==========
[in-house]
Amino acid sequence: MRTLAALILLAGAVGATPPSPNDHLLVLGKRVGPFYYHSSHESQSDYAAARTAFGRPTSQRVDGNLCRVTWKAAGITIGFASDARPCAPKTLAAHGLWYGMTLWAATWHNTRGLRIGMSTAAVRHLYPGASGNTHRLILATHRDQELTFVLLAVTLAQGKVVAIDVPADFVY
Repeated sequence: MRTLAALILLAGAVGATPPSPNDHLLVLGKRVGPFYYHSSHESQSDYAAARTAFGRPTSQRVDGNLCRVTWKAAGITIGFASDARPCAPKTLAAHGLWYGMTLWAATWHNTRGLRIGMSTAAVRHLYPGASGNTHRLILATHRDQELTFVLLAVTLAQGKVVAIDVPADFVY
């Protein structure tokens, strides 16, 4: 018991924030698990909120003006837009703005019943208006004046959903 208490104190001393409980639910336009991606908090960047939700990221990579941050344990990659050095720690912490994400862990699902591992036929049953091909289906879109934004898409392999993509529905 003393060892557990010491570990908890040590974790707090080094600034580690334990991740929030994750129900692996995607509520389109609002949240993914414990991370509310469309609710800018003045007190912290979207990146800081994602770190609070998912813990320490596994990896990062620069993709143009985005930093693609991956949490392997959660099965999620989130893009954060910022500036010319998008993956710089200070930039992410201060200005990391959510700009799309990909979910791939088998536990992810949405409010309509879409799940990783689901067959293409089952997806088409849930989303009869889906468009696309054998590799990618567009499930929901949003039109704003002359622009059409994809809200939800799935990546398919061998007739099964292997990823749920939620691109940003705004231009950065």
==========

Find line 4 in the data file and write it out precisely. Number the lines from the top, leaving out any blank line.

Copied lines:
């Protein structure tokens, strides 16, 4: 018991924030698990909120003006837009703005019943208006004046959903 208490104190001393409980639910336009991606908090960047939700990221990579941050344990990659050095720690912490994400862990699902591992036929049953091909289906879109934004898409392999993509529905 003393060892557990010491570990908890040590974790707090080094600034580690334990991740929030994750129900692996995607509520389109609002949240993914414990991370509310469309609710800018003045007190912290979207990146800081994602770190609070998912813990320490596994990896990062620069993709143009985005930093693609991956949490392997959660099965999620989130893009954060910022500036010319998008993956710089200070930039992410201060200005990391959510700009799309990909979910791939088998536990992810949405409010309509879409799940990783689901067959293409089952997806088409849930989303009869889906468009696309054998590799990618567009499930929901949003039109704003002359622009059409994809809200939800799935990546398919061998007739099964292997990823749920939620691109940003705004231009950065």